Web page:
Penn State DuBois Criminal Justice Students reach out to community

Students, Tamara Seltzler, left, and Paige Pleta distributing surveys to members of the community.

Students Tamara Seltzler, left, and Paige Pleta distributing surveys to members of the community at the DuBois Mall. They distributed surveys for the public to complete both locally, and in communities across the country.

Credit: Penn State

Students in the Penn State DuBois Criminal Justice program are learning real-world lessons in maintaining good relations between law enforcement, the corrections system, and the community. As part of a project for the course “Criminal Justice and the Community” Lecturer of Criminal Justice Selena Price tasked students with conducting a survey to gather information on the perceptions of the criminal justice system and the police. They distributed surveys for the public to complete both locally, and in communities across the country.  They sent out questionnaires electronically, and even knocked on doors, talking with local residents.

“The purpose of his exercise is to safely, following CDC and PSU guidelines, interact with the community and have a meaningful discussion about important topics of the criminal justice system,” Price explained. “It not only provides an inside look to how the community is perceiving the criminal justice system, but also allows the students to know what the community's concerns are about the police, courts, and corrections. The exercise provides the community with a voice to be heard.”

Students said they found the exercise educational on many levels, including the ways in which it revealed various attitudes held by individuals in the community.  Student Tamara Selzler said that action can be taken by anyone who is interested in stewarding good relationships. She explained, “I surveyed people who are Native American, Caucasian, and African American from six different states on how they feel about the Police, court system, criminal justice system, police in the community, and the media. Everyone agrees the police play an important role in their community and believe that the police should be more open with members of the community and society to obtain better relationships in order to gain trust in the criminal justice system and to feel safe in their own neighborhoods."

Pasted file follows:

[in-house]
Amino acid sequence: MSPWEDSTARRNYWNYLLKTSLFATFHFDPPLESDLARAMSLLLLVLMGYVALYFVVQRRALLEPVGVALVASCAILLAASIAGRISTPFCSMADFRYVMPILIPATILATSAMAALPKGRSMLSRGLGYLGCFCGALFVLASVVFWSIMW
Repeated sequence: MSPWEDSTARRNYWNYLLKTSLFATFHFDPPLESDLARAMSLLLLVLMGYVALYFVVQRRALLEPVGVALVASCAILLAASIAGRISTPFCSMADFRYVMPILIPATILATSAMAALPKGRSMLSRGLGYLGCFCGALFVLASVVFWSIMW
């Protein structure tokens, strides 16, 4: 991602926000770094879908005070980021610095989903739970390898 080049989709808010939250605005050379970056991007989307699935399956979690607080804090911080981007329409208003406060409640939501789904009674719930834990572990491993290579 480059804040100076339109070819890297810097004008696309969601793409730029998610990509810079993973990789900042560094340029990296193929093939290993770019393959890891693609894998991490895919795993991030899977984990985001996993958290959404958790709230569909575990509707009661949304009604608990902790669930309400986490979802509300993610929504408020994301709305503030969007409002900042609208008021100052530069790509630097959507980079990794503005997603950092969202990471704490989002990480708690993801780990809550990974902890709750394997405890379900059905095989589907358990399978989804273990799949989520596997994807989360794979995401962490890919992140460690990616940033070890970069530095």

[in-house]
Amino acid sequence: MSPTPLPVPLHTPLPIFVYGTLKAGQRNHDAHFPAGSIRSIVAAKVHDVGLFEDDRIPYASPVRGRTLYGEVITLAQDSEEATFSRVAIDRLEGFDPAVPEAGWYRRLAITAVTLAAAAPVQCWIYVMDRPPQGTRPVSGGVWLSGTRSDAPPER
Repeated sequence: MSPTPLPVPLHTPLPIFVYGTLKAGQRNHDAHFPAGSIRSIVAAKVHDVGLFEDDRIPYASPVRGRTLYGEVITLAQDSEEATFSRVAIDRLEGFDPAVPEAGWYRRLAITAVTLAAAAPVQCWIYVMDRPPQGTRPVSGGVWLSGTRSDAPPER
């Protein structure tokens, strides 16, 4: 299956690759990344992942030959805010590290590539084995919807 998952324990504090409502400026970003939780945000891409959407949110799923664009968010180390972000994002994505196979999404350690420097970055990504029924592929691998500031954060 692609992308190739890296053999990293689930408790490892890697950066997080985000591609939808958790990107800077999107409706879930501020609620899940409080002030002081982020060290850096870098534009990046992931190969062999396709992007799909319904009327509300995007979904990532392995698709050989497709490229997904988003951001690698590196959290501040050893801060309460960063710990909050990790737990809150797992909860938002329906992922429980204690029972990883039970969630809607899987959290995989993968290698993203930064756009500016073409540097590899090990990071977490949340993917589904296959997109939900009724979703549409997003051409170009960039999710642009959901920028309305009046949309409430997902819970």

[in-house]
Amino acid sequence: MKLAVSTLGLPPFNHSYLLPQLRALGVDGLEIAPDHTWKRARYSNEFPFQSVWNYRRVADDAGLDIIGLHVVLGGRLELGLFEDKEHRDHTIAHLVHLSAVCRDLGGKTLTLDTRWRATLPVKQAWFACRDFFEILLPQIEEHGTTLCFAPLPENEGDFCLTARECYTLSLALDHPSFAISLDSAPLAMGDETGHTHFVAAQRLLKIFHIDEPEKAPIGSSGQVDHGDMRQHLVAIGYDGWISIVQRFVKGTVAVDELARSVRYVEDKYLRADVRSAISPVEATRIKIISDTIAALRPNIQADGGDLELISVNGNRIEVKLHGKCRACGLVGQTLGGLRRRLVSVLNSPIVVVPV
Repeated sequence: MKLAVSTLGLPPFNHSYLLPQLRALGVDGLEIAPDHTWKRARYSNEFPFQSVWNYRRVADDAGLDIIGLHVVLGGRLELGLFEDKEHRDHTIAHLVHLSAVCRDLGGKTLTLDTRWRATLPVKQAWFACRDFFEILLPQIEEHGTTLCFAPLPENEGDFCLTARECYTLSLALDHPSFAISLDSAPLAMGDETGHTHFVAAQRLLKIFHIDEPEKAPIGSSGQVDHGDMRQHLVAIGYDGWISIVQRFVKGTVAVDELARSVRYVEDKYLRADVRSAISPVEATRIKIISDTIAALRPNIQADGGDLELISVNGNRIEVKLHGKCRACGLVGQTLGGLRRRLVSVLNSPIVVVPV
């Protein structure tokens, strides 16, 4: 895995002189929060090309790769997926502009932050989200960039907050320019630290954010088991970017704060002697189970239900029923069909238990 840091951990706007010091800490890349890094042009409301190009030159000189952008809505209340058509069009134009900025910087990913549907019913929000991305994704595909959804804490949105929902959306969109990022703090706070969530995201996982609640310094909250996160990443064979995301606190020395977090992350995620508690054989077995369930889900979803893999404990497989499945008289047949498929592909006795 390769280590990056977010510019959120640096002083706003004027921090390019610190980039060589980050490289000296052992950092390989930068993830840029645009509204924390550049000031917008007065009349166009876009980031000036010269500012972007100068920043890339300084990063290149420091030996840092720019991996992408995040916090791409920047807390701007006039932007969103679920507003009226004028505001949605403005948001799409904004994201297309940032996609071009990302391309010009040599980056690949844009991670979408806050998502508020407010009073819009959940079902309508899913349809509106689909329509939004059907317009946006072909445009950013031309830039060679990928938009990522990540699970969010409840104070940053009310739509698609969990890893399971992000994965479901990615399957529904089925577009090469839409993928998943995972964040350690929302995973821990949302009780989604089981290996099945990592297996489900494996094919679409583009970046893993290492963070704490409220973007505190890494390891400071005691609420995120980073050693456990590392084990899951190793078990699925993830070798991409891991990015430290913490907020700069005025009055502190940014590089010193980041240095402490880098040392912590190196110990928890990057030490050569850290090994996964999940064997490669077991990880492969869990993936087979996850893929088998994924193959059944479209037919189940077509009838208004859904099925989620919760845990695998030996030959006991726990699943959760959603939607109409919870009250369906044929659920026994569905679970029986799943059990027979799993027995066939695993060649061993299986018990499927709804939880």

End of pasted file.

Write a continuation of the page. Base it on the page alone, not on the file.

Student Paige Pleta drilled deeply into the data she collected, noting differences in opinions among age demographics. She revealed, “I had a total of 27 surveys filled out from Pennsylvania and Ohio. My surveys consisted of questions concerning the police within the community. After getting all my surveys back and reading over them all, I decided to group them together by age. I got a variety of ages starting from 18 and ending with 57 years old. The teens, 20’s and 30’s were age groups where the answers were more likely to be the same. The other two age groups, 40’s and 50’s, also had answers similar to each other. The younger age groups talk about how police these days need more rigorous training and to help the public more than hurting them. As the 40’s and 50’s age groups say that the police are great and doing their job and do not need any more training or extra help with what they are doing. This shows that growing up in different times shows how you will view the police officers in America differently than others." 

Price said the work on these projects contributes to an overarching goal of the Penn State DuBois Criminal Justice Program to train responsible future professionals. These lessons are building blocks that will lead to further collaboration and new learning opportunities. 

“In a few months the students will need to create a safe community event with a criminal justice agency, such as police, courts, corrections, or victim services, that will foster a transparent relationship between the agency and the community,” Price said. This will bridge the gap between the us versus them mentality and to give back to the community.  These events will help the students determine what would be the most impactful for both parties and, so far the results show the community wants to interact.” 

Graduates of the Criminal Justice Program at Penn State DuBois will qualify for a broad spectrum of careers in areas including federal, state, and local law enforcement, corrections, probation and parole services, community crime prevention and treatment services, and private sector security.  Additionally, there are opportunities in juvenile and drug rehabilitation counseling, recreation programs, forestry settings, and more. For more information visit